Houston Livestock Show and Rodeo: By the Numbers
• 2007 general attendance: 1,806,129
• Volunteers: 19,000
• 2008 educational commitment: more than $10.6 million
• 2007 wine auction total: $775,500
• 2007 Grand Champion Steer sale price: $300,000
• 2007 Grand Champion Wine: $125,000 for Clos du Bois, Marlstone, Alexander Valley, 2003
It starts with the clatter of horses' hooves.
Some 6,000 riders--many of whom left home days, even weeks, in advance--stream into Houston from every corner of the region. Traffic helicopters swarm overhead. Crowds gather to watch the cavalcade as it skirts the edge of the traffic-clogged streets. News of their arrival sends a current of excitement through the city.
On Saturday, when horses and riders from all 13 trail rides, along with a collection of colorful floats and marching bands, finally roll into downtown for a grand parade, everyone in the city knows. The Houston Livestock Show and Rodeo is set to begin.
Lasso Some Fun
For more than three weeks, rodeo fever consumes the city. Nearly 2 million visitors pour in from around the world for this all-out, Texas-size celebration. It may seem over the top, but this is no two-bit show for down-on-their-luck cowboys. This is the world's largest, with only the top 50 competitors invited and a prize purse of more than $1.3 million.
What's more, the rodeo is accompanied by a huge stock show, a spectacular carnival with dizzying rides and every fried food imaginable, and a nightly concert series with a star-studded lineup. It takes a small city of volunteers--about 19,000 in all--to organize and run the event.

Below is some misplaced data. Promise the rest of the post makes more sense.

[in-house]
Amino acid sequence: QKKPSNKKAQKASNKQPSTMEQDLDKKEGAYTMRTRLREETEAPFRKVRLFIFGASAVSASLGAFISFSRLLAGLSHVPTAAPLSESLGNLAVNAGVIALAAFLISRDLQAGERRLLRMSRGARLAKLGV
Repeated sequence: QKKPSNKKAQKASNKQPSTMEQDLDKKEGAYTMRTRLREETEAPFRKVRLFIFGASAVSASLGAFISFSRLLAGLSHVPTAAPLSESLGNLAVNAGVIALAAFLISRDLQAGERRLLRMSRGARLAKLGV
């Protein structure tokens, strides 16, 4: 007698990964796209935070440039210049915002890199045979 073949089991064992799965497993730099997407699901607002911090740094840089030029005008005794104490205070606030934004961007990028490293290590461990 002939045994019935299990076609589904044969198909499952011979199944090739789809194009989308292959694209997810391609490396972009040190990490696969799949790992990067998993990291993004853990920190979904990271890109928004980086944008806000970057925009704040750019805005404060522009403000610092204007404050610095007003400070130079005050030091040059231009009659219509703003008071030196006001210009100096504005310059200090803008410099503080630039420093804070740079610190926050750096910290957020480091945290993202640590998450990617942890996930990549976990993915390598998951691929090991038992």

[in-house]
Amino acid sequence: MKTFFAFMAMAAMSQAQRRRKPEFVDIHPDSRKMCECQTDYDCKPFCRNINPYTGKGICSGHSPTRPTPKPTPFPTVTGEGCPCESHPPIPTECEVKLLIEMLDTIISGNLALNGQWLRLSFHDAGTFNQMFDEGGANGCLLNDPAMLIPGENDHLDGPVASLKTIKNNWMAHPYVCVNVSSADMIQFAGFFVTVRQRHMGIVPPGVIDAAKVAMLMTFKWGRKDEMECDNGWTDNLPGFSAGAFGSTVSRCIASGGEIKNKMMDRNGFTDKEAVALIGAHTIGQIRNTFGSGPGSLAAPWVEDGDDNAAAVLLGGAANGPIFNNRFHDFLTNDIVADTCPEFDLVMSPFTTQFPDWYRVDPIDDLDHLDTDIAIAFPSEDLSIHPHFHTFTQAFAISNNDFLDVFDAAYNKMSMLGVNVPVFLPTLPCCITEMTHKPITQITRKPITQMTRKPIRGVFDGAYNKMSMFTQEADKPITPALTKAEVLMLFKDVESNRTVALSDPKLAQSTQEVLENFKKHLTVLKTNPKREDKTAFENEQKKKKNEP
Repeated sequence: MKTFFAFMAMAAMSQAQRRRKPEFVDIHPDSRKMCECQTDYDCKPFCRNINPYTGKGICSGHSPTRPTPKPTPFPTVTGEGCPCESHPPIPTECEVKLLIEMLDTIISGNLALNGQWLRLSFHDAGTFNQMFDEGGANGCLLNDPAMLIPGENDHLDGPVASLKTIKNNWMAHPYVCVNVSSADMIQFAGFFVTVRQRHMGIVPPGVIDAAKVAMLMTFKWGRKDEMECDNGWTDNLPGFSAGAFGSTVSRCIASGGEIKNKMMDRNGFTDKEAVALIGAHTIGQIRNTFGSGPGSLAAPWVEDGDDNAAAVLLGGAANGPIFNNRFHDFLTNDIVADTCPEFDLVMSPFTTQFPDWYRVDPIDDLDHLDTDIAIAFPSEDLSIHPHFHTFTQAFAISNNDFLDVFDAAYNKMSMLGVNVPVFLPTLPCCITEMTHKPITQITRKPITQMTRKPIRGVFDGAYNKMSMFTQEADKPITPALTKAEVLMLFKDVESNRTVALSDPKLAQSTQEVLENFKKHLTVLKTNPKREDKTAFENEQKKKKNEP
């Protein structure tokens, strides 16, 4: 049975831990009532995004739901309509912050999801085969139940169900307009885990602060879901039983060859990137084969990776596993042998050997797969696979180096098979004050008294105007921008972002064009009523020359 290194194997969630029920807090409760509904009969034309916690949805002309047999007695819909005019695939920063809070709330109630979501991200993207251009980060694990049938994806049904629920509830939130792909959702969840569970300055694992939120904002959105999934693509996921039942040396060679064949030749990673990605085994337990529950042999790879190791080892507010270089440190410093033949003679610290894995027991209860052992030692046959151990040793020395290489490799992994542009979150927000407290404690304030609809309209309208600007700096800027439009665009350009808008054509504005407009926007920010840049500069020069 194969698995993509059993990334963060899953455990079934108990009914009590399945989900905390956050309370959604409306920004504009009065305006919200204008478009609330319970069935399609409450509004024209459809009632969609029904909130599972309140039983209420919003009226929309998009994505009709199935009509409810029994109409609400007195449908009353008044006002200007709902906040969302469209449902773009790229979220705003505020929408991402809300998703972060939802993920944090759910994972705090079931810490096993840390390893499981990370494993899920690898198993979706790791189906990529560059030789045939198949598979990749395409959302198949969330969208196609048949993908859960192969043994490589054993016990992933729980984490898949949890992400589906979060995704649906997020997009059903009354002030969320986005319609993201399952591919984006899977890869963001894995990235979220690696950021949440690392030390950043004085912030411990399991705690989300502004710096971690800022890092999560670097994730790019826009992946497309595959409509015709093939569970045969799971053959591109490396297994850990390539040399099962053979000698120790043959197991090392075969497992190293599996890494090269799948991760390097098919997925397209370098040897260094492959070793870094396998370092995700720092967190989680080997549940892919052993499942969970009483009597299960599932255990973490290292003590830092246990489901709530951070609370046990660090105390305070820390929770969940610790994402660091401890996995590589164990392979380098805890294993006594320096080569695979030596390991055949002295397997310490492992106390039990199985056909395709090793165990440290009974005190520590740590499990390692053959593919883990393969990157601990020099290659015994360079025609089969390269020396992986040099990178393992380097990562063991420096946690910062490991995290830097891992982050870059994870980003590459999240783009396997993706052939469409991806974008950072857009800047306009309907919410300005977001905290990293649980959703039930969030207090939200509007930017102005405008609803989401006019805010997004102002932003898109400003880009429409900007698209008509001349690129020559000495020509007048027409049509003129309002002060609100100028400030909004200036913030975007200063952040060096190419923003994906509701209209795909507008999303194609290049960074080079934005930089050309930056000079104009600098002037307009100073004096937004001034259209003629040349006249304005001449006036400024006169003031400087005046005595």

Big and Bright
Even if everything is bigger in Texas, as natives are quick to point out, it's still a surprise to some that the world's largest rodeo and stock show resides in Houston. This metropolis left its cow town image in the dust years ago. With an economy built on energy, aerospace, and technology, it's now the fourth largest city in the nation.
Yet deep in the heart of every Texan lies the soul of a cowboy. It's more than an occupation. It's an attitude, and that's what built this place. Even if they've never ridden the range or herded cattle, folks here see this event as a way to celebrate Houston's Western heritage.
"The rodeo brings this city together," says The Rev. James M.L. Grace of Houston's Episcopal Church of the Epiphany, who was tapped to bless the annual wine auction. "It brings people of different backgrounds together to raise money for education, to celebrate the beauty of life, and honestly, to have a real good time."
The livestock show, rodeo, and carnival all take place at Reliant Park, a 350-acre spread about 8 miles southeast of downtown just off the 610 Loop.
"Hello, Houston! Are you ready?"
Announcer Bob Tallman's booming voice shakes the rafters of the 71,500-seat Reliant Stadium. After the Grand Entry--a parade of horses and riders, dignitaries and politicians, fire engines and vintage wagons--the lights go dim, and the National Anthem begins to play. With hats off, all spectators turn their eyes to the arena floor.
Niki Moran, a daredevil blond standing atop a golden palomino, gallops around the dirt-covered oval. In her hand, she hoists an American flag with sparks shooting from the pole. As she completes her ride, fireworks explode in the top of the stadium.
This spine-tingling opening sets the stage for the seven PRCA-sanctioned events--bareback riding, bull riding, saddle bronc riding, steer wrestling, team roping, tie-down roping, and barrel racing. Trick ropers and rodeo clowns entertain between events.
A hilarious calf scramble, where 28 kids race to catch one of 14 wild calves that they'll exchange for a purchase certificate, wraps up the rodeo and leads to a world-class concert. This year, the lineup features stars such as Rascal Flatts, Tim McGraw, Faith Hill, and Miley Cyrus (aka Hannah Montana).